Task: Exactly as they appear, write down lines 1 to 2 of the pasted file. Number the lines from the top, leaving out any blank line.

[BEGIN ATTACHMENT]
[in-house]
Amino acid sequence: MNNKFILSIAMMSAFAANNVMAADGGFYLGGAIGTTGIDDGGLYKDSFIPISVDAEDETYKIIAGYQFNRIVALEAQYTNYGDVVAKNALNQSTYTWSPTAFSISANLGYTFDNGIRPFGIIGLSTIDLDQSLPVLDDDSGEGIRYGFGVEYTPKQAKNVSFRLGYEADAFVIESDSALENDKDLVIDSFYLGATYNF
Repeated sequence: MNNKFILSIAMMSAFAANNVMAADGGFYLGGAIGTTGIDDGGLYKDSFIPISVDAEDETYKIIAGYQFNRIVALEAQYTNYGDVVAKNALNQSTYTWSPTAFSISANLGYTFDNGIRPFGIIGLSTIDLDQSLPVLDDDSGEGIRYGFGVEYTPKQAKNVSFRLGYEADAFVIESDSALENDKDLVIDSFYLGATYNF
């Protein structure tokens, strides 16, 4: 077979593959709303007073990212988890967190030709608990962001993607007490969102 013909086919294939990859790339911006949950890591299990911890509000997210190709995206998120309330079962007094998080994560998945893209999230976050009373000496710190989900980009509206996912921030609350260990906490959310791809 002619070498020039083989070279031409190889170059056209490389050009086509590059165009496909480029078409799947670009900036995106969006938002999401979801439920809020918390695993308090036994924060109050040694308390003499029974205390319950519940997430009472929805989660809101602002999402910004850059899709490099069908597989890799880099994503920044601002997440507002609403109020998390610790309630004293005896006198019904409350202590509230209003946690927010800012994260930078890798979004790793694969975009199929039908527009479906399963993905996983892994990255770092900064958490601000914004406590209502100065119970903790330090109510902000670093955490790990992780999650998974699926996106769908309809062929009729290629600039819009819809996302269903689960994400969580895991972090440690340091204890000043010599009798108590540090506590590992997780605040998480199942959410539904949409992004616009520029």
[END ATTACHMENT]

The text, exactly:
[in-house]
Amino acid sequence: MNNKFILSIAMMSAFAANNVMAADGGFYLGGAIGTTGIDDGGLYKDSFIPISVDAEDETYKIIAGYQFNRIVALEAQYTNYGDVVAKNALNQSTYTWSPTAFSISANLGYTFDNGIRPFGIIGLSTIDLDQSLPVLDDDSGEGIRYGFGVEYTPKQAKNVSFRLGYEADAFVIESDSALENDKDLVIDSFYLGATYNF